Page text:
Do you need to limit liability?
The type of work you undertake or your client portfolio often dictates whether or not limited liability is required. Typically, if you have regular overseas projects or work for quite large clients, incorporation may be appropriate from a commercial point of view.
But limited liability does not protect the proprietors entirely; for instance personal guarantees may be required if loans or other finance are required. In any event, insurance should always be considered to cover potential liabilities.
How much do you want to take out of the business?
Broadly speaking, if you plan to leave or re-invest money in the business, incorporation can offer advantages as profits left in a company attract corporation tax at lower rates than income tax. The highest corporation tax rate of 30% is only paid on profits exceeding £1,500,000. In contrast, partners pay income tax of up to 40% on the whole of their profits whether or not they draw all those profits.
Whilst income tax rates for partners and directors are the same, directors of a limited company pay national insurance contributions (NICs) at a much higher rate than members of a partnership which adds significantly to both the company's and individual's tax bill. Indeed, to pay the director of a company and member of a partnership £65,030 net, the company would have to make 14.3% more profit than the equivalent partnership. Indeed, in the example below, the limited company pays a total of £49,272 to the Government, whilst the partnership pays £34,970.
|Directors/partners gross income||101,331||100,000|
Many companies also enjoy substantial flexibility to structure an efficient reward package, largely because the roles of shareholders and directors are blurred in owner-managed businesses. Profits can therefore be extracted through a mix of salary, bonuses, pensions, dividends and other benefits to create a tax efficient package.
The recent case of Arctic Systems Ltd, set a dangerous precedent for companies where husband and wife shareholdings exist. As a result of this case, HM Revenue & Customs (HMRC) can challenge dividends paid to the spouse who is not actively involved in the business and seek to assess that spouse's income as part of the other spouse's income, and crystallise a higher rate liability.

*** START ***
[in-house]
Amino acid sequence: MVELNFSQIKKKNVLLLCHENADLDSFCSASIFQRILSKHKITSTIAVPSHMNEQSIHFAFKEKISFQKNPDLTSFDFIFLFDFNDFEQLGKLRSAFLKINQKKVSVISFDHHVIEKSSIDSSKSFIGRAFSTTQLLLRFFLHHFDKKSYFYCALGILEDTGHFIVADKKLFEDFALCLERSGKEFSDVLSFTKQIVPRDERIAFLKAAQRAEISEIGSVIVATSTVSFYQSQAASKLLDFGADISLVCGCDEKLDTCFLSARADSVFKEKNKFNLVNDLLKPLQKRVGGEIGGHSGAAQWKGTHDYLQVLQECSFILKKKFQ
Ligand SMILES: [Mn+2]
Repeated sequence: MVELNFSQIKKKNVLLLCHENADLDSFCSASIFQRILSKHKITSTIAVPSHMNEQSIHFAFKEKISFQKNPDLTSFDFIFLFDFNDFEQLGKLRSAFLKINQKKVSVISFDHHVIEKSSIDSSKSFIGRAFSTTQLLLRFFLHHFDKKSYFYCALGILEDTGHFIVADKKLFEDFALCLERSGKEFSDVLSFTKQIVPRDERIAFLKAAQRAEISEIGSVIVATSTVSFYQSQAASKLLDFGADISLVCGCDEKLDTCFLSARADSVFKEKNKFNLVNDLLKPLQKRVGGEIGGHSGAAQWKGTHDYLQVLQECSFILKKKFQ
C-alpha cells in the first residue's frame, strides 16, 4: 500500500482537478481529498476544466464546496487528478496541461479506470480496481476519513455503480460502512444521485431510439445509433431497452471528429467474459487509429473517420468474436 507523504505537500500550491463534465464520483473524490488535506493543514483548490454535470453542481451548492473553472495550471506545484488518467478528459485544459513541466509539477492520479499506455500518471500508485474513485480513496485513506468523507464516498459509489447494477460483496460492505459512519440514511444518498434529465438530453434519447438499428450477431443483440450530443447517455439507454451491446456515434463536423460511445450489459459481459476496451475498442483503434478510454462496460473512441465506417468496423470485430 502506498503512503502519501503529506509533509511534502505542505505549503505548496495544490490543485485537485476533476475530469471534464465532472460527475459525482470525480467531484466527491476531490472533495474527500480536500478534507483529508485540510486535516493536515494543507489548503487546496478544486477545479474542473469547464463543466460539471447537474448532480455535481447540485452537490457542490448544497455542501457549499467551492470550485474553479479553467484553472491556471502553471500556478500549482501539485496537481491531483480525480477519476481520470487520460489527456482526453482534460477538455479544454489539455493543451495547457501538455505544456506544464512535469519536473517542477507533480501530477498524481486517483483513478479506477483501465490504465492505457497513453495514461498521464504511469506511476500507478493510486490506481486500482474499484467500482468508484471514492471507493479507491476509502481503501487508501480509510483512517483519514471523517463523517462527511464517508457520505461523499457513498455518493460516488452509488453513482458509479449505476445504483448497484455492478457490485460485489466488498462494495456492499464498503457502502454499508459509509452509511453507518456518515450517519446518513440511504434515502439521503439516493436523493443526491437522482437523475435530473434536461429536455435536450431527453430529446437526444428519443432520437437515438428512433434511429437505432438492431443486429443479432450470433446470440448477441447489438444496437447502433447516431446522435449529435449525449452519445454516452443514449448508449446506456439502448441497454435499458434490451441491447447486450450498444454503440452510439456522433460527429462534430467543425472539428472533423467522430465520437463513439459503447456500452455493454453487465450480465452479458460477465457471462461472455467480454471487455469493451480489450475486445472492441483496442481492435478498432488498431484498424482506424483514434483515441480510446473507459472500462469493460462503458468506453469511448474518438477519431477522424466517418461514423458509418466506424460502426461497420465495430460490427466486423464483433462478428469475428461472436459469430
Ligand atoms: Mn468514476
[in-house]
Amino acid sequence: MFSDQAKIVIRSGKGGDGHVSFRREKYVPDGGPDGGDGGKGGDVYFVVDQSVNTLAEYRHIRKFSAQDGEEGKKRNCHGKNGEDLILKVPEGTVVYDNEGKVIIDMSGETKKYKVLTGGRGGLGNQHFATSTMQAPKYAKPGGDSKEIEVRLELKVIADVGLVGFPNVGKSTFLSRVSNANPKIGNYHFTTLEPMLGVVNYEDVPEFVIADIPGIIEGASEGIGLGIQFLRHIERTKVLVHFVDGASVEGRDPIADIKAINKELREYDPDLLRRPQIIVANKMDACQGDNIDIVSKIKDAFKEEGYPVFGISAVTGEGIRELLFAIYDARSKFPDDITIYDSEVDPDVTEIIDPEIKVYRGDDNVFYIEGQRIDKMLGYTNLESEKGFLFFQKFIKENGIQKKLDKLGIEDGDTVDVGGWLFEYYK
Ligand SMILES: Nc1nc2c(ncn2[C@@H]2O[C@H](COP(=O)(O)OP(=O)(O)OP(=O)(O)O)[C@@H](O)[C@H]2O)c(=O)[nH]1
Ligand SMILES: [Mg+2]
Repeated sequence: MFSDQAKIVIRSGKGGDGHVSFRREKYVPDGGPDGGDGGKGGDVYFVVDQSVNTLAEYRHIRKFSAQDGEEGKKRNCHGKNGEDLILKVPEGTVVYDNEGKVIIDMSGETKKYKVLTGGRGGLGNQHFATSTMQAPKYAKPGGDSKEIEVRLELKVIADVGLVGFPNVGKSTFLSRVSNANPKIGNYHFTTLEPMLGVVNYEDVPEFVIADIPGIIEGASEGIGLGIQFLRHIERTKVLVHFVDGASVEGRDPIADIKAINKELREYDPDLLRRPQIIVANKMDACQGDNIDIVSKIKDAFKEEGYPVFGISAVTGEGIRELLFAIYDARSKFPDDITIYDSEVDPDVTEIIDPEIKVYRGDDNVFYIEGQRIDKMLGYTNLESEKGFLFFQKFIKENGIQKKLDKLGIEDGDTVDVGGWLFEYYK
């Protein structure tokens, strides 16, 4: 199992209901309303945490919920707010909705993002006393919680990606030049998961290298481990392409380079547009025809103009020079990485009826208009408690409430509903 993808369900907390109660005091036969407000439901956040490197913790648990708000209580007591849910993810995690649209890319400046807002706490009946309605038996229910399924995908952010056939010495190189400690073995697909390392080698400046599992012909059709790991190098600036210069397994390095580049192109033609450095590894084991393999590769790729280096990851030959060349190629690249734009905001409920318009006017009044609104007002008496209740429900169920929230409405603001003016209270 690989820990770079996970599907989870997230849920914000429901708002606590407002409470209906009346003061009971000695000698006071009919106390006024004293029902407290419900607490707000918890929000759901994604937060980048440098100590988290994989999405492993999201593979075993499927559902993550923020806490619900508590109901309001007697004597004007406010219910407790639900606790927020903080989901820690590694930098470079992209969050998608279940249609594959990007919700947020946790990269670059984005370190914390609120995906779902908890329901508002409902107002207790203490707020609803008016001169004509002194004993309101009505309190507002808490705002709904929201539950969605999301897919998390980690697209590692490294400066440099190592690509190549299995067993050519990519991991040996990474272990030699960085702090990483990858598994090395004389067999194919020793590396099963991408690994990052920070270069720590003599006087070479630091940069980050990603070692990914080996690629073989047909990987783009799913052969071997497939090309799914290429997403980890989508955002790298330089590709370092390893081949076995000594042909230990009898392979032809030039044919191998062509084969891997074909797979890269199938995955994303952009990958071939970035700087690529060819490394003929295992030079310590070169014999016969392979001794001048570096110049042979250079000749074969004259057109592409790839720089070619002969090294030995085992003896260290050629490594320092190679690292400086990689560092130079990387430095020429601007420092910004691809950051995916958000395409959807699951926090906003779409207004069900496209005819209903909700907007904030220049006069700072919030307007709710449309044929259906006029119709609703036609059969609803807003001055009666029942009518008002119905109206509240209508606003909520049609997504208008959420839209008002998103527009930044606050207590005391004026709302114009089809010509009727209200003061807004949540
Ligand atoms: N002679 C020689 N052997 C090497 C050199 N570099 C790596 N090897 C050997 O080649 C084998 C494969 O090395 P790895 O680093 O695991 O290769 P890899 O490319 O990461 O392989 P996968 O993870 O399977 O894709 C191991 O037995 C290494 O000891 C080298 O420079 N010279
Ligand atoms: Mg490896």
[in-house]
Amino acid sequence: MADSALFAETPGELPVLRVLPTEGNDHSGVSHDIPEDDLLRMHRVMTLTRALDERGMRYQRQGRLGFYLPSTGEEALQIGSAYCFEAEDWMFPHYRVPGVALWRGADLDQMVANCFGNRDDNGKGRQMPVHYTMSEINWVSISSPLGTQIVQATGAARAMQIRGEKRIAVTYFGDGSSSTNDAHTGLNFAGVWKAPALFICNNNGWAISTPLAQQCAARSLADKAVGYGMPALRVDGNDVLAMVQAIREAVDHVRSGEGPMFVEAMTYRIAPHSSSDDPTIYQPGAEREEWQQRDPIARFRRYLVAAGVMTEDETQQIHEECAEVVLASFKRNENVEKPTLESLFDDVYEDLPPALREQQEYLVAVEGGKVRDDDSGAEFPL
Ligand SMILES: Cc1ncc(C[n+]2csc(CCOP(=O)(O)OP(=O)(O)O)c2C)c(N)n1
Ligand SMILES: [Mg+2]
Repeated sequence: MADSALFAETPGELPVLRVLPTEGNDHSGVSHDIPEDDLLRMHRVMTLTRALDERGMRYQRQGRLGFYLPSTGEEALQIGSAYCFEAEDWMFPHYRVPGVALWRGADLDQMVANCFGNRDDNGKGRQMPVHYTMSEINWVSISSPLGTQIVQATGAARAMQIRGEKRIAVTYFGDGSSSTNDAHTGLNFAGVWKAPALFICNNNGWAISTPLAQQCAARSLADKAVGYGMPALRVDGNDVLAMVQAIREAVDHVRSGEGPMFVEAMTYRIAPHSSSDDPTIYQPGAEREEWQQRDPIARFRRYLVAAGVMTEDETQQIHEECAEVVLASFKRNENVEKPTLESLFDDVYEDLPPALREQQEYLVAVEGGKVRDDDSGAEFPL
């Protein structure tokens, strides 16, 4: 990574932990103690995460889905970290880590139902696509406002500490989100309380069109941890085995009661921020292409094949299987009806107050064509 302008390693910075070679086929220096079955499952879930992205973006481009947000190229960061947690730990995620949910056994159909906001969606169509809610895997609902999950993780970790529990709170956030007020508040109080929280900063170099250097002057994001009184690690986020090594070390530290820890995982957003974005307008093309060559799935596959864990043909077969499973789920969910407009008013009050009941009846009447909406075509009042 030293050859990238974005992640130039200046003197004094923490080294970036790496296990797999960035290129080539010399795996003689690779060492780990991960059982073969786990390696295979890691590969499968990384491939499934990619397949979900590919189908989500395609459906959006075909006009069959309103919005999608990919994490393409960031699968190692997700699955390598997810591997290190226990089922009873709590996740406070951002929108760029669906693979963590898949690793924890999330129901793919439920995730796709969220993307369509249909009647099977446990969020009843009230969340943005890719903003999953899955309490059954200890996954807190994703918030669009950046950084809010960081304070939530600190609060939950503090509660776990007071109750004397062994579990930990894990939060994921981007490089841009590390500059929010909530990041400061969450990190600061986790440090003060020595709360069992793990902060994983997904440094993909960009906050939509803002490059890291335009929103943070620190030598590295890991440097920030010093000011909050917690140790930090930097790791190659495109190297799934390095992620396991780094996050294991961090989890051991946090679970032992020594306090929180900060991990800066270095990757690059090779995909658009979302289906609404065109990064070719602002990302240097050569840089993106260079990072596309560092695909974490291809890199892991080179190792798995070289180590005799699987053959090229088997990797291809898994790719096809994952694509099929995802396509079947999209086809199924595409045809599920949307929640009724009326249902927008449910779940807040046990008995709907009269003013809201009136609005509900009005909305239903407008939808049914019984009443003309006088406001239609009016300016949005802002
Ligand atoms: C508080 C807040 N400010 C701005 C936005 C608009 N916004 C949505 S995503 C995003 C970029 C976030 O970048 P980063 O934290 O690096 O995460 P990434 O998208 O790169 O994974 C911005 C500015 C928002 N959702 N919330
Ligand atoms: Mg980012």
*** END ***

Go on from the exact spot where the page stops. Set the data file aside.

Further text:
HMRC) can challenge dividends paid to the spouse who is not actively involved in the business. HMRC can then, in turn, seek to assess the less active spouse's income as part of the other spouse's income, which could lead to a higher tax charge.
Who should own the business?
Traditionally share ownership was seen as providing flexibility to owners of a company. For example, ownership can be extended to spouses and children, who can often be paid very efficiently in dividends (depending on the individual's other income). Additionally, owners of a company can promote senior staff to director level providing a useful incentive without having to devolve ownership of the business. Planning opportunities are limited in this context, since the case of Arctic Systems Ltd, as described above.
Shares can also be used as a means to reward and incentivise staff, particularly if you set up a share scheme such as the Enterprise Management Incentive scheme. This scheme has been recently extended and represents a particularly good deal for employers and employees alike.